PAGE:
Trial begins for Michigan man charged with enticing a minor in Arkansas for sex

He is charged with enticing a minor

(Stock image)
(Stock image)


Trial began Monday afternoon in federal court for a Michigan man accused of traveling from his home to Bryant to have sex with a 13-year-old girl he met on the internet.

Jeremy Robert Ward, 33, of Marine City, Mich., was charged in a federal criminal complaint filed Nov. 7, 2022, in federal court in Little Rock with travel with intent to engage in illicit sexual conduct. A month later, a federal grand jury returned an indictment against Ward on the same charge. A superseding indictment returned last October added six counts of production of child pornography and one count each of receipt of child pornography and enticement of a minor.

After winnowing the 58 members of the jury pool down to 12 jurors and 2 alternates -- which took just over two hours -- Assistant U.S. Attorney Amanda Fields and defense attorney Toney Baker Brasuell outlined their cases for the eight men and four women who were selected, after which Assistant U.S. Attorney Kristin Bryant called the government's first witness -- a California woman identified only as "C.H." -- who testified about being approached by Ward online when she was about 14-years-old.

Chief U.S. District Judge Kristine G. Baker admonished the jurors to avoid any newspapers or broadcast news items about the case, not to talk about the case with one another until deliberations begin or with anyone else until the trial concludes, and to report anyone who may attempt to draw them into conversation about the case.

"By the time you've heard the evidence," Baker said, "you will know everything you need to know about this case to render a verdict."

In her opening, Fields told the jury that Ward was convicted in 2013 in Michigan on one count of accosting a child for immoral purposes and three counts of possession of child sexual abuse material.

"Ten years later," she said, "the defendant sits in a courtroom charged with one count of enticement or attempt to entice a minor to engage in sexual activity, six counts of production or attempted production of child pornography, one count of receipt or attempted receipt of child pornography and one count of traveling across state lines to engage in sexual activity."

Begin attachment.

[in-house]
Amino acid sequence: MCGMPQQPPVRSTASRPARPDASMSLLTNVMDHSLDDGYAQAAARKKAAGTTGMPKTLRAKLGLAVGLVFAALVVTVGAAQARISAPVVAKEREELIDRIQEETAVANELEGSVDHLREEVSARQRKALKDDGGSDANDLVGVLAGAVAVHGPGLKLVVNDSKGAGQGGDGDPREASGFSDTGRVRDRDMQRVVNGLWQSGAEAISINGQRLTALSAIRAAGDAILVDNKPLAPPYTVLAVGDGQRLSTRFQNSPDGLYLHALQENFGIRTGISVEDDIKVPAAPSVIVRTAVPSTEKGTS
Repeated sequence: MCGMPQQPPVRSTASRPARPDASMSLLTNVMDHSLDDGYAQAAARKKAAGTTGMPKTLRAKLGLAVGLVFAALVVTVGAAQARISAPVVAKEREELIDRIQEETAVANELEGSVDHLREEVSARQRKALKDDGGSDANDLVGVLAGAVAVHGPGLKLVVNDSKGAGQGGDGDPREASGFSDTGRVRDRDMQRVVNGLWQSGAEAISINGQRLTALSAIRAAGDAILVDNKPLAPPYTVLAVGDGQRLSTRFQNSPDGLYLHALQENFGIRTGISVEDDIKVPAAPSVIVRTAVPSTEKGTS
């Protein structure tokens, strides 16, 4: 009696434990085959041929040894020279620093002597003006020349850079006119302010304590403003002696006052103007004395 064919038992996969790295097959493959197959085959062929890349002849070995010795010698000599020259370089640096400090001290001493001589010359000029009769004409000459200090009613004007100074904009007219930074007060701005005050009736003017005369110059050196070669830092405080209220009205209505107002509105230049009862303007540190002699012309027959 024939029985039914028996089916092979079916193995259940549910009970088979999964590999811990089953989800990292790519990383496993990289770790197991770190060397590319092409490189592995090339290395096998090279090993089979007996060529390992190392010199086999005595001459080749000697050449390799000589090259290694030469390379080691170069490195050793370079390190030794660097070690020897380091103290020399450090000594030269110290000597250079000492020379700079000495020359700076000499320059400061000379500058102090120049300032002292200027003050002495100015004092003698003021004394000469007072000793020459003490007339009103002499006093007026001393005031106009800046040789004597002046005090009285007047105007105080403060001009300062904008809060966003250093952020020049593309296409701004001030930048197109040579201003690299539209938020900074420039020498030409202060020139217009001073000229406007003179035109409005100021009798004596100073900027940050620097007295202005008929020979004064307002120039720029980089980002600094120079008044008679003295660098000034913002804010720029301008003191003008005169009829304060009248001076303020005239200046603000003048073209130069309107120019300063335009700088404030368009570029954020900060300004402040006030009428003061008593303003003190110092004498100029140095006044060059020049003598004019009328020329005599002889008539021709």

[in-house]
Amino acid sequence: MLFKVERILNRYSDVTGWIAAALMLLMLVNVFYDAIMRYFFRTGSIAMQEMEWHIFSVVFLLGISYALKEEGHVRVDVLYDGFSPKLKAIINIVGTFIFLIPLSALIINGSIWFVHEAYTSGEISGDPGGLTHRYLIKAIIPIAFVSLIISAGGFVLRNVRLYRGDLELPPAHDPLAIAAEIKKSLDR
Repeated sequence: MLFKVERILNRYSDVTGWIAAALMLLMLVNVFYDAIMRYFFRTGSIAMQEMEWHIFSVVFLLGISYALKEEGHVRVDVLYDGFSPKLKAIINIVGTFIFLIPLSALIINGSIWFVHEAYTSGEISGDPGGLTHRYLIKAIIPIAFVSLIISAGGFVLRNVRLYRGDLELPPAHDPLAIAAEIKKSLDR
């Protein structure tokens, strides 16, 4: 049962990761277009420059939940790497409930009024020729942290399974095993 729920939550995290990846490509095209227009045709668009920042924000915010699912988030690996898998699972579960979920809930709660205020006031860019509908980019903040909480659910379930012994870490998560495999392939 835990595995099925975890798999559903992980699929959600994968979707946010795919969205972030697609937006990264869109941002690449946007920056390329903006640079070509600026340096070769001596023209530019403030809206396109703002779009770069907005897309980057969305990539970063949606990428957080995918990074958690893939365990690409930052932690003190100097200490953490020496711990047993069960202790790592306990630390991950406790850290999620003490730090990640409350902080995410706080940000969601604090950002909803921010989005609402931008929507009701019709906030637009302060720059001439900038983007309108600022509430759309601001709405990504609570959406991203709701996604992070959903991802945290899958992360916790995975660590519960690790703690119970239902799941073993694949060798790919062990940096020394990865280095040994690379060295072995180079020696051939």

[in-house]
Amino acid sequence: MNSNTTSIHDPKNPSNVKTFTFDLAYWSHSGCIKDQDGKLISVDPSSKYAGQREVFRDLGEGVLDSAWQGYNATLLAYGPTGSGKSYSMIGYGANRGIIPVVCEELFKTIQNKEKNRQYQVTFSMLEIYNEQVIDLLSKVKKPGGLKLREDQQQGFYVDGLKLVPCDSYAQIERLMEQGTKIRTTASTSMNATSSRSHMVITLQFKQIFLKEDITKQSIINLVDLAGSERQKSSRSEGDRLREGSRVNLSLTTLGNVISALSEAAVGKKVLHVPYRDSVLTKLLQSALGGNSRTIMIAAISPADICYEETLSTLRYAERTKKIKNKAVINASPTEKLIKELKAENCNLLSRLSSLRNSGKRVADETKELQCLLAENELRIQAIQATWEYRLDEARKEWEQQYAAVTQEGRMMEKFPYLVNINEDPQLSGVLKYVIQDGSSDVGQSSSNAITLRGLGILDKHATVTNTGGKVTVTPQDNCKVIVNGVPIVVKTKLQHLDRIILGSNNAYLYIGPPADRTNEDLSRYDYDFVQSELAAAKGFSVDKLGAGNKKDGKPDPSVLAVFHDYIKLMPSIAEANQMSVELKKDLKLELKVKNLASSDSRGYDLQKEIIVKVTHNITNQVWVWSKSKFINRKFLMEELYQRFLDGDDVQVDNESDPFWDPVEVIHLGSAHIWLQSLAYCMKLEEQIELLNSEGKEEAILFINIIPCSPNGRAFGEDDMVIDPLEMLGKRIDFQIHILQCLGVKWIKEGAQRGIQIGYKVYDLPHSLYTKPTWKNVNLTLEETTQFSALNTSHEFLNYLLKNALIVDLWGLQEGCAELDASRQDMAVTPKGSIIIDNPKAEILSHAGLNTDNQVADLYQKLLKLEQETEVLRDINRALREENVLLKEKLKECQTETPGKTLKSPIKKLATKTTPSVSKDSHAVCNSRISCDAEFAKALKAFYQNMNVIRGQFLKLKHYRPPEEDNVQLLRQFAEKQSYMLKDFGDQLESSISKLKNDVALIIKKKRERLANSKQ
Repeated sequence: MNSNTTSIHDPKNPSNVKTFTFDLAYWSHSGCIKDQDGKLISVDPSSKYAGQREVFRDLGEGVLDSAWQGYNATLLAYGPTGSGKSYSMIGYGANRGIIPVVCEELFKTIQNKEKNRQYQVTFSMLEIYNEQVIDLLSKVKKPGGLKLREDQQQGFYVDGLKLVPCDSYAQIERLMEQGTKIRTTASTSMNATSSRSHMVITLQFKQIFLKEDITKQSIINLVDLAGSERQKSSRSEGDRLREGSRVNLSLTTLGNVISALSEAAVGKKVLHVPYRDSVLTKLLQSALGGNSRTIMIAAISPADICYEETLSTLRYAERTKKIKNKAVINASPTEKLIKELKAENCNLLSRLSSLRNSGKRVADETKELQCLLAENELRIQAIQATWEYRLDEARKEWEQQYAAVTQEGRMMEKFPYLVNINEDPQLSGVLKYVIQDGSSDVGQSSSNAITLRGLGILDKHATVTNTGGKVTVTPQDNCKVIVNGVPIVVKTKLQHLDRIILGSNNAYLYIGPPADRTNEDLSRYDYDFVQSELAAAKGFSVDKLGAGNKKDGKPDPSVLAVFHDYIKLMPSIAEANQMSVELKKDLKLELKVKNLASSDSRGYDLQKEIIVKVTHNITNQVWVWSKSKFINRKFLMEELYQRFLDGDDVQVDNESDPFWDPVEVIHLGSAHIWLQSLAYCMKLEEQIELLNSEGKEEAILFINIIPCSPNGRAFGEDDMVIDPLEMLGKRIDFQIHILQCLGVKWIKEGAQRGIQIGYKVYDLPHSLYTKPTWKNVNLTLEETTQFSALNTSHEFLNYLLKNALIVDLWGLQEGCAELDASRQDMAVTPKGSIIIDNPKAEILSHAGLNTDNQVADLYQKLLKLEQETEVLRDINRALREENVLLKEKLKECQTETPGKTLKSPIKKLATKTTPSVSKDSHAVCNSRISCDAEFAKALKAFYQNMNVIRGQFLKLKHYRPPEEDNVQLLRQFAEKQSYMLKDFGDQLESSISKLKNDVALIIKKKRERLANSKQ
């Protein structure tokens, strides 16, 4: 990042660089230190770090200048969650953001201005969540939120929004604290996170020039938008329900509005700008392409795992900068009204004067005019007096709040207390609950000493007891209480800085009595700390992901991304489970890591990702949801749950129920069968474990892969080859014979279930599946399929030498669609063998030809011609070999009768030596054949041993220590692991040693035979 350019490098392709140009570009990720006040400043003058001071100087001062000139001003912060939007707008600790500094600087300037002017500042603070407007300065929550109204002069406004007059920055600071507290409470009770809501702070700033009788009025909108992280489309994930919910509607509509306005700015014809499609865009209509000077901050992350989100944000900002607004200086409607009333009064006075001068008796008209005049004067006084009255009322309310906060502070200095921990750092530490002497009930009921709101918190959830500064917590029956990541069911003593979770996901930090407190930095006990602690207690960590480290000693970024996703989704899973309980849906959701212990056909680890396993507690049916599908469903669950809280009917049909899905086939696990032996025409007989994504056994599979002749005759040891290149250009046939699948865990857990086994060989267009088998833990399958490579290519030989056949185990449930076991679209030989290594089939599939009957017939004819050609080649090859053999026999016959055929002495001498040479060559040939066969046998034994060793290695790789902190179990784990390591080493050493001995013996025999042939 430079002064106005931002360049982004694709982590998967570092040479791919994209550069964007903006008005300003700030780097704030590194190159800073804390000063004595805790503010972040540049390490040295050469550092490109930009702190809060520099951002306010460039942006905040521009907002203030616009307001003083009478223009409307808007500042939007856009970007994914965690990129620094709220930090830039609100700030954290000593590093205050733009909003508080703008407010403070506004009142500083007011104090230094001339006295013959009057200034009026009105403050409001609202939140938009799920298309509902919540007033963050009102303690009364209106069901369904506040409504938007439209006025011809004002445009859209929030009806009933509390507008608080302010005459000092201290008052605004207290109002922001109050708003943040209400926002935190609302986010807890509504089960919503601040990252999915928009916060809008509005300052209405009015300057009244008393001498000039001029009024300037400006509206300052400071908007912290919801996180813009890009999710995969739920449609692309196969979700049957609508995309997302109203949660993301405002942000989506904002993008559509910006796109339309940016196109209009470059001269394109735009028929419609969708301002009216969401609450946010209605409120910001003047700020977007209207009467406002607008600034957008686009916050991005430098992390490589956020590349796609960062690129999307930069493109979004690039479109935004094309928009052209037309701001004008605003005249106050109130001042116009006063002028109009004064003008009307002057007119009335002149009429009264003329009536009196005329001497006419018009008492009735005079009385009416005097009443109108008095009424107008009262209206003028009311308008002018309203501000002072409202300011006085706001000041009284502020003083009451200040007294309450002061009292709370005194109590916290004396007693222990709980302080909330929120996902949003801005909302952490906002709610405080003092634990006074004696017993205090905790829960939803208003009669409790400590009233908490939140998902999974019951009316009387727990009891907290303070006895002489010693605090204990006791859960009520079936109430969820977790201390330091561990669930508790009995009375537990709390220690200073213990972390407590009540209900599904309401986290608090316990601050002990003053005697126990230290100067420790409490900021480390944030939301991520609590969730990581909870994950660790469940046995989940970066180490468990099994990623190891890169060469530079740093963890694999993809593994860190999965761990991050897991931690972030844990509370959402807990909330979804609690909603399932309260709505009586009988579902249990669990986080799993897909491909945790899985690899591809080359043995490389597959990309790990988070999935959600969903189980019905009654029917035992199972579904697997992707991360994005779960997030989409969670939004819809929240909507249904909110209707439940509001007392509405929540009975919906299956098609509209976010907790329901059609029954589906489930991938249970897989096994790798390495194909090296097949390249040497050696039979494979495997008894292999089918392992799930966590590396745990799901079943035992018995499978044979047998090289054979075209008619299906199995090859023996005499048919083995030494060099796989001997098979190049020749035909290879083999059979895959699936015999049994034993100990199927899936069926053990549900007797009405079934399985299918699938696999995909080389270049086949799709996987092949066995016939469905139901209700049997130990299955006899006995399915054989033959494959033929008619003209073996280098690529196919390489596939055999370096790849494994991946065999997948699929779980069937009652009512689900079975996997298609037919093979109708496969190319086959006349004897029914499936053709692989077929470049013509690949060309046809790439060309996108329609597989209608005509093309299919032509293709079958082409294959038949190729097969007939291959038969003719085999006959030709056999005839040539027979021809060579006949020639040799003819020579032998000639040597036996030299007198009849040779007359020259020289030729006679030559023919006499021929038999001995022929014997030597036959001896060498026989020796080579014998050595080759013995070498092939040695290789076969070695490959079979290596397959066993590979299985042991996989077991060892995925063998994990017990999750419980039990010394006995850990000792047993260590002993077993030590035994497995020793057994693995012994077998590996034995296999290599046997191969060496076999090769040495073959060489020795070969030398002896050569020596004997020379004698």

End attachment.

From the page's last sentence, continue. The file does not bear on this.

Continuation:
Fields said the jury would hear from the victim and from her father, "but before you do you'll hear from ... the victim of that 2013 conviction." Fields said the victim in that case, "C.H.," was actively engaged in an online gaming platform called Gaia, and that Ward contacted her through the gaming app using its random messaging function and that the two soon began talking over the phone.

"The defendant started asking for naked pictures of herself," Fields said. "She complied and started sending him nude images of her body."

She said Ward reciprocated by sending C.H. photos of his genitalia.

The activity was discovered, Fields said, by C.H.'s stepmother, who discovered some of the images on a laptop computer belonging to C.H.'s father.

On Oct. 15, 2022, Fields said, "this 32-year-old man got in his truck in Marine City, Mich. and started a 930-mile journey to have sex with [the victim]," taking her to a vacant lot not far from her home in Bryant where the two were discovered by her parents, who, she said, "went to that field and discovered their daughter was not alone."